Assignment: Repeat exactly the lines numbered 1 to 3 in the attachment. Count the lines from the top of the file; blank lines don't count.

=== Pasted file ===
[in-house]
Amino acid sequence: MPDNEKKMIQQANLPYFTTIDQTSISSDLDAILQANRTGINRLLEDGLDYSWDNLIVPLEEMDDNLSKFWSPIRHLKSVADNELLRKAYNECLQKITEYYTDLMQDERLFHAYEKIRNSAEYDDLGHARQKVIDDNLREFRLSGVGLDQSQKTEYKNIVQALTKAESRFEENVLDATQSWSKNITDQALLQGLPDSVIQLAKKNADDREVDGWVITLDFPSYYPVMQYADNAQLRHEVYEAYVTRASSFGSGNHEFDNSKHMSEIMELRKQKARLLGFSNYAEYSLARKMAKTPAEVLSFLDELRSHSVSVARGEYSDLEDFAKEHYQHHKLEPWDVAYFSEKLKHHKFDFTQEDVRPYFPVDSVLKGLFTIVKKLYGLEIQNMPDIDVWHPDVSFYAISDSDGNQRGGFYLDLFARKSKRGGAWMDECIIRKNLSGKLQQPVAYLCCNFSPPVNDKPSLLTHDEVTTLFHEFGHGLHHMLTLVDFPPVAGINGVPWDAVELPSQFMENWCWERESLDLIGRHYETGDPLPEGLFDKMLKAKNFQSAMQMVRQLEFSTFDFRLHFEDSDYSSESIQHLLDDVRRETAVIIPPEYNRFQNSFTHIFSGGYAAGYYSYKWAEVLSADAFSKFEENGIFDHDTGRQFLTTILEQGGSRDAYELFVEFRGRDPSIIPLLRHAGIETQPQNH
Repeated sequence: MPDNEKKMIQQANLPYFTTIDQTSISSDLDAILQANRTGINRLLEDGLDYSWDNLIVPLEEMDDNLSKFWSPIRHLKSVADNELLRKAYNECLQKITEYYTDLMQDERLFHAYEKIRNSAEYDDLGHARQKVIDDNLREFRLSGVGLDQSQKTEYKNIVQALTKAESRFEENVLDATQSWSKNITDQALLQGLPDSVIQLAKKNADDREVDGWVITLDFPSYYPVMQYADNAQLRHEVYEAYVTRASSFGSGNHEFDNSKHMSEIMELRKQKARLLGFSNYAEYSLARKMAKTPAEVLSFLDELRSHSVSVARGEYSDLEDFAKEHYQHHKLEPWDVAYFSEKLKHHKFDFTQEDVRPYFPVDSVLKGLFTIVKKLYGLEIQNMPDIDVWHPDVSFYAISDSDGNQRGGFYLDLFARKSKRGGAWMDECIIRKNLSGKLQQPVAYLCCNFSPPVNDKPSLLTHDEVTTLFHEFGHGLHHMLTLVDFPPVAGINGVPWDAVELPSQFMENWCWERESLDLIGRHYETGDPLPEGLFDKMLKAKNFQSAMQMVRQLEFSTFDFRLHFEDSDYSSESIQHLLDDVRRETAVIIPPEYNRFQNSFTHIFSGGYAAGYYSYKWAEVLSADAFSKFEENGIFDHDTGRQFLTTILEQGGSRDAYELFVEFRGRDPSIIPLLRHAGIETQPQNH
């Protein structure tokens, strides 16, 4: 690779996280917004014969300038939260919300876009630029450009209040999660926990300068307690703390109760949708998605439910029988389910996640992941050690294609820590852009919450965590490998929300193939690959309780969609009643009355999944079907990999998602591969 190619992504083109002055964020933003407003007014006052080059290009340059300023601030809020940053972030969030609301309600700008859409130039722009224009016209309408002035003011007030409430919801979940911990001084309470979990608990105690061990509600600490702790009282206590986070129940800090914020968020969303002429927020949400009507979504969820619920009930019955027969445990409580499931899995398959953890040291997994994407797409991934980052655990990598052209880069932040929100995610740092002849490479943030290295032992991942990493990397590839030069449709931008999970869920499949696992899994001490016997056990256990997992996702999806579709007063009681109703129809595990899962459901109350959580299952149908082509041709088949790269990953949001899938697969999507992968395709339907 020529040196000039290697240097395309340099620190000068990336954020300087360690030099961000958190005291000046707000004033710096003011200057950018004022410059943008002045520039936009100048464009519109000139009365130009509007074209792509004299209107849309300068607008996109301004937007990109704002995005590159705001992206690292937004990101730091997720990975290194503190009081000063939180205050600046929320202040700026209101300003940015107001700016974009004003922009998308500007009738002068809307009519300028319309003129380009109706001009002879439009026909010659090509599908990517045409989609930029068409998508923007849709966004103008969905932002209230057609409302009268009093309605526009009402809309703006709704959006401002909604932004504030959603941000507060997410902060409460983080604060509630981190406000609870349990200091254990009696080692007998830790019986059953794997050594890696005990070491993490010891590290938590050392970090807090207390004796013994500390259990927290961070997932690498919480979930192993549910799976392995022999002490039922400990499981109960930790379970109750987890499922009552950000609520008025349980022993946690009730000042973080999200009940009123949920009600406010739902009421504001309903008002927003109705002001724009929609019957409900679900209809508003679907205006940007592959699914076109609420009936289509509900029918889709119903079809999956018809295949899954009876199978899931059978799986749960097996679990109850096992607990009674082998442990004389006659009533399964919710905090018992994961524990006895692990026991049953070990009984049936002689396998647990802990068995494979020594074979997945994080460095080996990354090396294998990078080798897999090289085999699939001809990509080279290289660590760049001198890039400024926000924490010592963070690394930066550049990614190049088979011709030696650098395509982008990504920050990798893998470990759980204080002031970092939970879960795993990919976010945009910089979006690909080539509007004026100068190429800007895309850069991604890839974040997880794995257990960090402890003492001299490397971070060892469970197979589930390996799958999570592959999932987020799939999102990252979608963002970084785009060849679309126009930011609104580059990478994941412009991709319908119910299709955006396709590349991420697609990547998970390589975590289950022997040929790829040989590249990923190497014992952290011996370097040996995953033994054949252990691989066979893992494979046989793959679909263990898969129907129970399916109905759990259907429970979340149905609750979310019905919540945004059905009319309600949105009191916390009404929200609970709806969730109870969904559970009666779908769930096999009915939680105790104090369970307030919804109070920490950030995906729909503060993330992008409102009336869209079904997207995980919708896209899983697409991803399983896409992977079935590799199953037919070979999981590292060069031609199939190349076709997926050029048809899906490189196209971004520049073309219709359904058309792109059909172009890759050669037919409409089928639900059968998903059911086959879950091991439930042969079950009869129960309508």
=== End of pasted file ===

[in-house]
Amino acid sequence: MPDNEKKMIQQANLPYFTTIDQTSISSDLDAILQANRTGINRLLEDGLDYSWDNLIVPLEEMDDNLSKFWSPIRHLKSVADNELLRKAYNECLQKITEYYTDLMQDERLFHAYEKIRNSAEYDDLGHARQKVIDDNLREFRLSGVGLDQSQKTEYKNIVQALTKAESRFEENVLDATQSWSKNITDQALLQGLPDSVIQLAKKNADDREVDGWVITLDFPSYYPVMQYADNAQLRHEVYEAYVTRASSFGSGNHEFDNSKHMSEIMELRKQKARLLGFSNYAEYSLARKMAKTPAEVLSFLDELRSHSVSVARGEYSDLEDFAKEHYQHHKLEPWDVAYFSEKLKHHKFDFTQEDVRPYFPVDSVLKGLFTIVKKLYGLEIQNMPDIDVWHPDVSFYAISDSDGNQRGGFYLDLFARKSKRGGAWMDECIIRKNLSGKLQQPVAYLCCNFSPPVNDKPSLLTHDEVTTLFHEFGHGLHHMLTLVDFPPVAGINGVPWDAVELPSQFMENWCWERESLDLIGRHYETGDPLPEGLFDKMLKAKNFQSAMQMVRQLEFSTFDFRLHFEDSDYSSESIQHLLDDVRRETAVIIPPEYNRFQNSFTHIFSGGYAAGYYSYKWAEVLSADAFSKFEENGIFDHDTGRQFLTTILEQGGSRDAYELFVEFRGRDPSIIPLLRHAGIETQPQNH
Repeated sequence: MPDNEKKMIQQANLPYFTTIDQTSISSDLDAILQANRTGINRLLEDGLDYSWDNLIVPLEEMDDNLSKFWSPIRHLKSVADNELLRKAYNECLQKITEYYTDLMQDERLFHAYEKIRNSAEYDDLGHARQKVIDDNLREFRLSGVGLDQSQKTEYKNIVQALTKAESRFEENVLDATQSWSKNITDQALLQGLPDSVIQLAKKNADDREVDGWVITLDFPSYYPVMQYADNAQLRHEVYEAYVTRASSFGSGNHEFDNSKHMSEIMELRKQKARLLGFSNYAEYSLARKMAKTPAEVLSFLDELRSHSVSVARGEYSDLEDFAKEHYQHHKLEPWDVAYFSEKLKHHKFDFTQEDVRPYFPVDSVLKGLFTIVKKLYGLEIQNMPDIDVWHPDVSFYAISDSDGNQRGGFYLDLFARKSKRGGAWMDECIIRKNLSGKLQQPVAYLCCNFSPPVNDKPSLLTHDEVTTLFHEFGHGLHHMLTLVDFPPVAGINGVPWDAVELPSQFMENWCWERESLDLIGRHYETGDPLPEGLFDKMLKAKNFQSAMQMVRQLEFSTFDFRLHFEDSDYSSESIQHLLDDVRRETAVIIPPEYNRFQNSFTHIFSGGYAAGYYSYKWAEVLSADAFSKFEENGIFDHDTGRQFLTTILEQGGSRDAYELFVEFRGRDPSIIPLLRHAGIETQPQNH